Teenager probably died after his foot got stuck under pedal
12:48pm Friday 19th October 2012 in News
A PROMISING young agricultural engineer probably died because his boot got caught under the pedals of his classic Mini, an inquest heard.
James Griffiths, 18, had experienced problems with his work boot sticking under the pedals before and had vowed to wear trainers when he drove in future.
But on the day of his death he was wearing the wide boots again to drive - with tragic consequences, the Gloucester inquest was told.
James had bought the 1980 car when he was just 13, and completely restored it with the help of his father.
But as he was on his way to college on a damp winter morning near his home, he drove straight across a major road without slowing down and collided with another car.
He was not wearing a seatbelt at the time and may have taken it off to try and free his trapped foot, Gloucestershire Deputy Coroner David Dooley heard.
James, of Victory Row, Coates, was a student at Lackham College, near Chippenham in Wiltshire.
He had been intending to start restoring a derelict classic tractor at the time of his death, and as a tribute, his fellow students and the staff of the college carried out the work in his memory, and presented the finished vehicle to his parents Julie and Colin.
His father said that James had told him his work boot had become stuck under the pedals of his car a few months before his death, and he had decided that he would always wear trainers to drive in future.
At Gloucester Coroners Court, Mr Dooley said: "Why then did he choose to wear his workboots that morning?
"He may have put them on without thinking or it may have been a conscious decision that day because he needed them later."
Neighbour Valerie Robbins told the inquest she was walking her dog on the morning of December 12 2011 and saw James start for college.
"He was a good driver and didn’t normally go over the speed limit, unlike some others in the village. I never saw him drive in an irresponsible manner."
The other driver involved in the accident, which happened at the junction of the lane from Coates village and the main A433 Cirencester to Tetbury Road, was Janet Burton.
She told the coroner that she had 30 years driving experience, and drove about 30,000 miles a year.
That morning she was heading towards Tetbury and then on to Bristol at about 7.25am and travelling at about 50 miles an hour. The speed limit was 60.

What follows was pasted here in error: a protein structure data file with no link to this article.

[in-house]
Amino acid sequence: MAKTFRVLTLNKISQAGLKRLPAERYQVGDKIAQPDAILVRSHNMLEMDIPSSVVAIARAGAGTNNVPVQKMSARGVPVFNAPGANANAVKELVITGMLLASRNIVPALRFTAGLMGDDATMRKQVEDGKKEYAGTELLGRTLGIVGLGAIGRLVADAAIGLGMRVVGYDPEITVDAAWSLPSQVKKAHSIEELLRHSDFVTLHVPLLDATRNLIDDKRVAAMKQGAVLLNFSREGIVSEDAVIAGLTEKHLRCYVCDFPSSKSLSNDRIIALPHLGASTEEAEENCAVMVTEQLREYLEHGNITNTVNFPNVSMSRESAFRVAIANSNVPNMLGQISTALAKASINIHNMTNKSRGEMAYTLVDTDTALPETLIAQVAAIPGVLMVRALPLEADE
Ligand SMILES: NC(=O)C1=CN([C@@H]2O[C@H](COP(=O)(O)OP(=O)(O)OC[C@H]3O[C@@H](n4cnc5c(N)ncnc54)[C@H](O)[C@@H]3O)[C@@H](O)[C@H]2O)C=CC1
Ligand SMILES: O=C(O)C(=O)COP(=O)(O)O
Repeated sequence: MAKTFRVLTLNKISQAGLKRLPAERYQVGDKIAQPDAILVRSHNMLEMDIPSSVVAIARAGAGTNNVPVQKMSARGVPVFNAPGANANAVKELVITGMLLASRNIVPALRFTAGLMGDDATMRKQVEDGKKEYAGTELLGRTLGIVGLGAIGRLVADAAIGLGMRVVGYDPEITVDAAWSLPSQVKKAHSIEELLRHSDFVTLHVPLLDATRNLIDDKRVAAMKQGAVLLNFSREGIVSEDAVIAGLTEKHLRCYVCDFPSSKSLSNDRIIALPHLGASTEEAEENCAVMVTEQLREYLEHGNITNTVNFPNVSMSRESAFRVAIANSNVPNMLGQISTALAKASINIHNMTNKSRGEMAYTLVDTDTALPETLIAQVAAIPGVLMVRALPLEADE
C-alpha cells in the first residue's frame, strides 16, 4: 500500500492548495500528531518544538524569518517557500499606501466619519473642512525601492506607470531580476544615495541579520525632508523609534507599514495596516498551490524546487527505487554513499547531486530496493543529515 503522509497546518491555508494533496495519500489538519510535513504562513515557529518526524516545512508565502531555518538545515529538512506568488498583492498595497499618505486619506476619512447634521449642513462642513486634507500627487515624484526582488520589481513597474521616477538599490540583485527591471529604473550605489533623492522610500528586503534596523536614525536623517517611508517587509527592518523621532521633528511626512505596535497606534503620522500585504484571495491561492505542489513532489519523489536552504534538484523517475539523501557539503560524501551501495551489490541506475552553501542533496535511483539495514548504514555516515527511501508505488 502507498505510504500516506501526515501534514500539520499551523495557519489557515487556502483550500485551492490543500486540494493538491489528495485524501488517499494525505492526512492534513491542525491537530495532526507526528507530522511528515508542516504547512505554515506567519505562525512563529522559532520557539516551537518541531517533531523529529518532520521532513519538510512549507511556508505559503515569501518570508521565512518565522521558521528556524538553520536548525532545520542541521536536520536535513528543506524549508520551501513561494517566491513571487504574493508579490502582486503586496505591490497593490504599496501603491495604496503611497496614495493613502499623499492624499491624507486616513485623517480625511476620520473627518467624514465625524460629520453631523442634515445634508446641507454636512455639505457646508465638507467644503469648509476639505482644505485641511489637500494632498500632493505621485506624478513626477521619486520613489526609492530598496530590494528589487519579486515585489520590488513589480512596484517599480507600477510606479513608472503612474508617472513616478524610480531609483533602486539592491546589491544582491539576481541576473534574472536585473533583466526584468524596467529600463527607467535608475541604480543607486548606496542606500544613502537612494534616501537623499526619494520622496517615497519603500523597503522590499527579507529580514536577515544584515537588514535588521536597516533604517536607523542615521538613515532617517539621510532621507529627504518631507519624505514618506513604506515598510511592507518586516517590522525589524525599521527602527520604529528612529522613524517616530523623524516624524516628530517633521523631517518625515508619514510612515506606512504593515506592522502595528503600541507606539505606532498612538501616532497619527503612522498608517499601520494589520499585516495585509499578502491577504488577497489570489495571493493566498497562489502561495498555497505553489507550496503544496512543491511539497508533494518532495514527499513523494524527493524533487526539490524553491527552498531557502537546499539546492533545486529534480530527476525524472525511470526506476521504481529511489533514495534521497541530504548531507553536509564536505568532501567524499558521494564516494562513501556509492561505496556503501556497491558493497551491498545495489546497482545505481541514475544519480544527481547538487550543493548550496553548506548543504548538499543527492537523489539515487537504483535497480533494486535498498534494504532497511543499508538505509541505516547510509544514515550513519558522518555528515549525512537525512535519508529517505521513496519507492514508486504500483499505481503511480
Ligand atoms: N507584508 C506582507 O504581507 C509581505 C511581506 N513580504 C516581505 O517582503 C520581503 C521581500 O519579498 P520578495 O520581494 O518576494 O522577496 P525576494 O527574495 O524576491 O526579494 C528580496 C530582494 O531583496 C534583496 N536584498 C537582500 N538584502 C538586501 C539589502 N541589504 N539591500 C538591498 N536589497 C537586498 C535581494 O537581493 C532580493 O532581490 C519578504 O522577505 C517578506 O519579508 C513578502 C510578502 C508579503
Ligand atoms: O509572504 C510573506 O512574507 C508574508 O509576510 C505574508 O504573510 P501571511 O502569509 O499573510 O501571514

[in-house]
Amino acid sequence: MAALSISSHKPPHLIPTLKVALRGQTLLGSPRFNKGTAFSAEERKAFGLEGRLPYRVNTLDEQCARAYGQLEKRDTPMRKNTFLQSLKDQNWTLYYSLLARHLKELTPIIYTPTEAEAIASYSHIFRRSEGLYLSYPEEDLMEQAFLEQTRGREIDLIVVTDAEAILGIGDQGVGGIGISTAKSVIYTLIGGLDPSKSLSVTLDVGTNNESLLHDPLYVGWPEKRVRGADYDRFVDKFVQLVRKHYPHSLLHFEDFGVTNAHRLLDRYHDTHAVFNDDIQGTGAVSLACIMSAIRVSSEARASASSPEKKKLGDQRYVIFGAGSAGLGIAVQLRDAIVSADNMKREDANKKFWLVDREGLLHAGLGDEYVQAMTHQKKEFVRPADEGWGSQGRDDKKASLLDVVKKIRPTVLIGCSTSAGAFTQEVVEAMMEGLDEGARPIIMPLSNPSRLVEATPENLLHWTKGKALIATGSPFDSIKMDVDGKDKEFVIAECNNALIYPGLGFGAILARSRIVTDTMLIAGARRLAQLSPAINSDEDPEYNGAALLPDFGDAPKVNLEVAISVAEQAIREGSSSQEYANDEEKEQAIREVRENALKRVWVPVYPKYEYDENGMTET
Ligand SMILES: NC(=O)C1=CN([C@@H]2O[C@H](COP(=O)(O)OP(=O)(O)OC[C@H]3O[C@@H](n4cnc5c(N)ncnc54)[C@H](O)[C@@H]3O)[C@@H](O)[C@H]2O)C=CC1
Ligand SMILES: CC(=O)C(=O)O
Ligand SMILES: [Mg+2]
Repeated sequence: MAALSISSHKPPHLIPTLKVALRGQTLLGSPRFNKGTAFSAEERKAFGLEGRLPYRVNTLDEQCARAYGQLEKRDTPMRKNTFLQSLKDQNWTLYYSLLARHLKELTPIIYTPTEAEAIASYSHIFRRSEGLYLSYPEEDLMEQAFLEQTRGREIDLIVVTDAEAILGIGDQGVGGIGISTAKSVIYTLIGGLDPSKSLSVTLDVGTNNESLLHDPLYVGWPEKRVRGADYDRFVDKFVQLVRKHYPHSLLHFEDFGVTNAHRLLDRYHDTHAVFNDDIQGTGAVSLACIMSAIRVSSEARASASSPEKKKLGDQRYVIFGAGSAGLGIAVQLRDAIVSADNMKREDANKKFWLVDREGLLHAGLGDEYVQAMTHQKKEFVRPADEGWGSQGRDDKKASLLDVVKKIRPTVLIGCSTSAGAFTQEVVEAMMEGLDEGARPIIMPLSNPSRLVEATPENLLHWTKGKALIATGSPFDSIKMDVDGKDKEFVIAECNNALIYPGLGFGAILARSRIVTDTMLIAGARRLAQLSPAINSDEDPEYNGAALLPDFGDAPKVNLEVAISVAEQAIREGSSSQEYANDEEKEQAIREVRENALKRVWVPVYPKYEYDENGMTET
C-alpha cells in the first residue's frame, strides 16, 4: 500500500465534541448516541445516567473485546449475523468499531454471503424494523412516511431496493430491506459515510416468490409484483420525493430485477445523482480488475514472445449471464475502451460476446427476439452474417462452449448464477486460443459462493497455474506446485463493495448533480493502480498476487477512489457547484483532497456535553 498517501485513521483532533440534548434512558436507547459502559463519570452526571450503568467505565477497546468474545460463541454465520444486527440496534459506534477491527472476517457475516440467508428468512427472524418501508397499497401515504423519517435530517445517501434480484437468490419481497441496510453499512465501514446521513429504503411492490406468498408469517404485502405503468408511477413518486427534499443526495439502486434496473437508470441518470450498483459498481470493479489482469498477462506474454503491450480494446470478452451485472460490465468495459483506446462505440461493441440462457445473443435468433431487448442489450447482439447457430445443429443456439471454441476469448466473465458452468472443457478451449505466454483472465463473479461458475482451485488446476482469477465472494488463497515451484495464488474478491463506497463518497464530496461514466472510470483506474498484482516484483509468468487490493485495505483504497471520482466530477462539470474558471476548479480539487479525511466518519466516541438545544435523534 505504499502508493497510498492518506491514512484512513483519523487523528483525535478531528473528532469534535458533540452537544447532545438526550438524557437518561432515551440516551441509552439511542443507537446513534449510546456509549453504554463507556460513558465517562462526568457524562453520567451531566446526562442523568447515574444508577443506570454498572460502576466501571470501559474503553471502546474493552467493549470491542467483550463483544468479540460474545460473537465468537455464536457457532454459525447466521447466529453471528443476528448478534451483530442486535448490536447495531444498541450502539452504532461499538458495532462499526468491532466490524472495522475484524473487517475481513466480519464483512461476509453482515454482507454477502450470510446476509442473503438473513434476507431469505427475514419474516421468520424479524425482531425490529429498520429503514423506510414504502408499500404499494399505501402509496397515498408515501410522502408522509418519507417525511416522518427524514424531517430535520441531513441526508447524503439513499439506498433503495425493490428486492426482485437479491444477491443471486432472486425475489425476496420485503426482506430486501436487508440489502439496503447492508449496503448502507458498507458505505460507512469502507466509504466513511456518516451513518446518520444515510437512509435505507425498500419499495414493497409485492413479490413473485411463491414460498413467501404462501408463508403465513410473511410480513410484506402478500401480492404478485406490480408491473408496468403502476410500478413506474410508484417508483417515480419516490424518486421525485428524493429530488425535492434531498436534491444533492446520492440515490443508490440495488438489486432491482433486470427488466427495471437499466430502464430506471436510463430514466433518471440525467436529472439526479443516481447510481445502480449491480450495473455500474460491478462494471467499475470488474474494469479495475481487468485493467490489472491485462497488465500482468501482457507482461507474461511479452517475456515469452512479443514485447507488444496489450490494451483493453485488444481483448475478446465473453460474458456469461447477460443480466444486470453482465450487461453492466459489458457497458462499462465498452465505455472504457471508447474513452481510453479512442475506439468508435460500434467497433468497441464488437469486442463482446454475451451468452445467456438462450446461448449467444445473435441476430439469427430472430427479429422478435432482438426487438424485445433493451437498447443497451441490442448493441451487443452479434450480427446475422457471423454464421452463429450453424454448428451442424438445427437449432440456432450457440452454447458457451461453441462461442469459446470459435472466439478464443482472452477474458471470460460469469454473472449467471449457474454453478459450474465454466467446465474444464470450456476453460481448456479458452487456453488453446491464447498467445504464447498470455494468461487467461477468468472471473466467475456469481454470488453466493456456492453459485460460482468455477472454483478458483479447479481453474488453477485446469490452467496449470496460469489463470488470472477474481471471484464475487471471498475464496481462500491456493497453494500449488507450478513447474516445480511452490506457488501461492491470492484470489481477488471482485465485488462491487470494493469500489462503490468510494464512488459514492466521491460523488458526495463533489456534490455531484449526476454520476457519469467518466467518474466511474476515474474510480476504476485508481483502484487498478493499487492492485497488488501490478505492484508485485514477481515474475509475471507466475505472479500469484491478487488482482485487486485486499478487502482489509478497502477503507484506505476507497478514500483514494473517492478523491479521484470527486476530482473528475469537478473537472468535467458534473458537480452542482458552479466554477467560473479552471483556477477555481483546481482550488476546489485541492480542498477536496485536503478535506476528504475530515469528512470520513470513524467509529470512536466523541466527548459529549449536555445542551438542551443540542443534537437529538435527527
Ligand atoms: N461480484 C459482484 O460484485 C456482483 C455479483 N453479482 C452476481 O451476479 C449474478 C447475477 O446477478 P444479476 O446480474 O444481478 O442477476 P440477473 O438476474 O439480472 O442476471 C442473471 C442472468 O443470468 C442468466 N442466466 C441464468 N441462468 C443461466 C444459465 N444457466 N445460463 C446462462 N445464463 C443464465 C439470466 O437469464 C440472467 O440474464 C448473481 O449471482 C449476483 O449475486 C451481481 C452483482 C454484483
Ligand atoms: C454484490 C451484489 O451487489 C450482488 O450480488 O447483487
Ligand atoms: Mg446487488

"I had lights on but it was just getting light. I was approaching a cross roads and the next thing I knew a car came from the right directly in front of me," she said.
"I hit it square on almost centrally and my car went into the ditch on the left."
Witness Mark Payne was travelling behind Mrs Burton and he saw the white Mini come from the Coates direction straight out into her path.
"Both cars flew into the air," he said, "and the Mini landed and went into the ditch on the left."
He stopped and went to the Mini and the driver was hanging out of the rear window. He thought he was dead.
He and other witnesses forced the door of Mrs Burton’s car open and helped her out.
Kevin Davies was driving in the opposite direction, and also saw the impact. He said the Mini had crossed over the white line into the Tetbury bound lane before the impact.
Neither of the cars was found to have any defects before the accident, and James’ mother Julie said his Mini was his pride and joy, and was in perfect condition.
"He would wash it every night," she said.
As part of his college course, he had spent a year at Lister Wilder engineering in Cirencester and they had offered him a full-time job when the course was finished, she said.
Accident investigator PC Dave Holland said he had measured the gap between the pedals of the Mini and the width of James’ boots.
"It was quite possible for the boot to have become stuck under the pedals and for him to have taken his seatbelt off to try and free it. He was a big man and it was a very small car," he said "It was also possible for the boot to be caught under the brake but still be on the accelerator."
Summing up, Mr Dooley said however the impact had come about, each of the possibilities came to the same verdict of accident.